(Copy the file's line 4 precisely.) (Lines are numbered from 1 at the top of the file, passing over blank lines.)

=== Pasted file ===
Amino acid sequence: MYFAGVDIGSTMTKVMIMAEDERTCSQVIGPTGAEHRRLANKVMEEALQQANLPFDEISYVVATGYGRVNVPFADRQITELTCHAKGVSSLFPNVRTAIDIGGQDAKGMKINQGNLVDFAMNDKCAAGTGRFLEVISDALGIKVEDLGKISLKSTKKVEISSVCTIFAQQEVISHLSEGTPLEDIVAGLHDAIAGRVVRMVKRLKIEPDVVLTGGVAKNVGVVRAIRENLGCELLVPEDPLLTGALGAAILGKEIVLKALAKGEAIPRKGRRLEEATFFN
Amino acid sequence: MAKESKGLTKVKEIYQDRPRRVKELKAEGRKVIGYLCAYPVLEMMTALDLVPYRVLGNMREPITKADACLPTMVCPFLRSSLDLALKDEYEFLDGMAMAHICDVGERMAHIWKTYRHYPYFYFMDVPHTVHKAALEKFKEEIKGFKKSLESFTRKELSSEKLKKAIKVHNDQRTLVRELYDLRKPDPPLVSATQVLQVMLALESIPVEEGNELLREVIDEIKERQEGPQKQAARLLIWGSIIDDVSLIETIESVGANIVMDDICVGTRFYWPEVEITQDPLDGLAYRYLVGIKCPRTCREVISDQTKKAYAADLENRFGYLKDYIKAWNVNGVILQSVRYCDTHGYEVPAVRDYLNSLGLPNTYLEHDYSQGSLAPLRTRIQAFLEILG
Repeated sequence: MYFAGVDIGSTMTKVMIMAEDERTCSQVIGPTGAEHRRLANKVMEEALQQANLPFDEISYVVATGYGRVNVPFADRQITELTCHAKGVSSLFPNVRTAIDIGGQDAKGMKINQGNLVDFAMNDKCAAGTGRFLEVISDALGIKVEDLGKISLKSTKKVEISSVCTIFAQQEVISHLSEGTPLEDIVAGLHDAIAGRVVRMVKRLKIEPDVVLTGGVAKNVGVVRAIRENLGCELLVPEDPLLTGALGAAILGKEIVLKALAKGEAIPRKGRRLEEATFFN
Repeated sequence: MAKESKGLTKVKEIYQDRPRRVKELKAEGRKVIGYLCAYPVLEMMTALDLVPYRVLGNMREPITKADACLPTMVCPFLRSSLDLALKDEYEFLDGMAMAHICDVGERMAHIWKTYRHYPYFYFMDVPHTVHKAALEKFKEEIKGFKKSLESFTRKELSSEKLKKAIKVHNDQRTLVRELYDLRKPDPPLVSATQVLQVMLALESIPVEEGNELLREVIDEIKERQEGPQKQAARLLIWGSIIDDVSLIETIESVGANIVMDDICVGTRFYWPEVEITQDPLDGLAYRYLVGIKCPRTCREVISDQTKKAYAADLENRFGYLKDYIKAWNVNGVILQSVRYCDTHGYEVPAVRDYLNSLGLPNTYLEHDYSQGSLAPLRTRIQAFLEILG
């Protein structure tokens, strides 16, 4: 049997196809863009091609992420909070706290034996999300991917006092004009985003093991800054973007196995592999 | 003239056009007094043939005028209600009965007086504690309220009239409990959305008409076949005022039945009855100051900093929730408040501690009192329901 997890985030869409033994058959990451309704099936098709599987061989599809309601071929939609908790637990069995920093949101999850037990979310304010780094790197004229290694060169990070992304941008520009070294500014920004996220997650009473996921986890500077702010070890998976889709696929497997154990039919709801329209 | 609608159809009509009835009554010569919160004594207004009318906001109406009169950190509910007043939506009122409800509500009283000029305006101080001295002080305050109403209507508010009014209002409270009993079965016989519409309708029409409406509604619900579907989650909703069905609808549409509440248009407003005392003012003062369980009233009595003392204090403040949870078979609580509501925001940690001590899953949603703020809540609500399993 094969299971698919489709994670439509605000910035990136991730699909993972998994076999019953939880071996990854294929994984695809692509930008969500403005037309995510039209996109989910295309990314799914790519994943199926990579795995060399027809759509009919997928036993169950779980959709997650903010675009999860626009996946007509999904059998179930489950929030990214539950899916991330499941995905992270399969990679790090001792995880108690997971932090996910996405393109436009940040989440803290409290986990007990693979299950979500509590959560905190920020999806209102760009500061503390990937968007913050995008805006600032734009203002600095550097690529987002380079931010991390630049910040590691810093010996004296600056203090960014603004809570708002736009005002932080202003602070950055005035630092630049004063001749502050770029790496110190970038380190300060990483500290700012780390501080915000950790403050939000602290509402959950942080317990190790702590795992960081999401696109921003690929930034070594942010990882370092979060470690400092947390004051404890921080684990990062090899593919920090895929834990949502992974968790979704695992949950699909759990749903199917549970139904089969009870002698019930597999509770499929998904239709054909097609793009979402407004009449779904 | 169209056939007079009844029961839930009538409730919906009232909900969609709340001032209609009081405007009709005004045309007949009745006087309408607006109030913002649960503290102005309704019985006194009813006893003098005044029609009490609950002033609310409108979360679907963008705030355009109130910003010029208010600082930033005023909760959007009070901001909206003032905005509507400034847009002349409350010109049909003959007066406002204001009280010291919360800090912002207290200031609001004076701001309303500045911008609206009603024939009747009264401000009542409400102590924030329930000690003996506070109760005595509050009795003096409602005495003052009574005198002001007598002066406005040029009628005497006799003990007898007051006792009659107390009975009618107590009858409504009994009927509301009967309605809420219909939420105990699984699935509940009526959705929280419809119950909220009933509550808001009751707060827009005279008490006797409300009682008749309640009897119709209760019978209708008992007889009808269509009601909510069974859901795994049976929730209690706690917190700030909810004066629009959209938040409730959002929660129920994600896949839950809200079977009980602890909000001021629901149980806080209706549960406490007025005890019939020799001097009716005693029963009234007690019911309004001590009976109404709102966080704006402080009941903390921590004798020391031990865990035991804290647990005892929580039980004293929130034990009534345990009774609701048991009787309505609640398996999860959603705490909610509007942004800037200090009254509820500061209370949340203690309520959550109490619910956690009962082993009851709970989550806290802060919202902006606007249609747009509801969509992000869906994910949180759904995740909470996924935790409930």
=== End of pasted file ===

Repeated sequence: MAKESKGLTKVKEIYQDRPRRVKELKAEGRKVIGYLCAYPVLEMMTALDLVPYRVLGNMREPITKADACLPTMVCPFLRSSLDLALKDEYEFLDGMAMAHICDVGERMAHIWKTYRHYPYFYFMDVPHTVHKAALEKFKEEIKGFKKSLESFTRKELSSEKLKKAIKVHNDQRTLVRELYDLRKPDPPLVSATQVLQVMLALESIPVEEGNELLREVIDEIKERQEGPQKQAARLLIWGSIIDDVSLIETIESVGANIVMDDICVGTRFYWPEVEITQDPLDGLAYRYLVGIKCPRTCREVISDQTKKAYAADLENRFGYLKDYIKAWNVNGVILQSVRYCDTHGYEVPAVRDYLNSLGLPNTYLEHDYSQGSLAPLRTRIQAFLEILG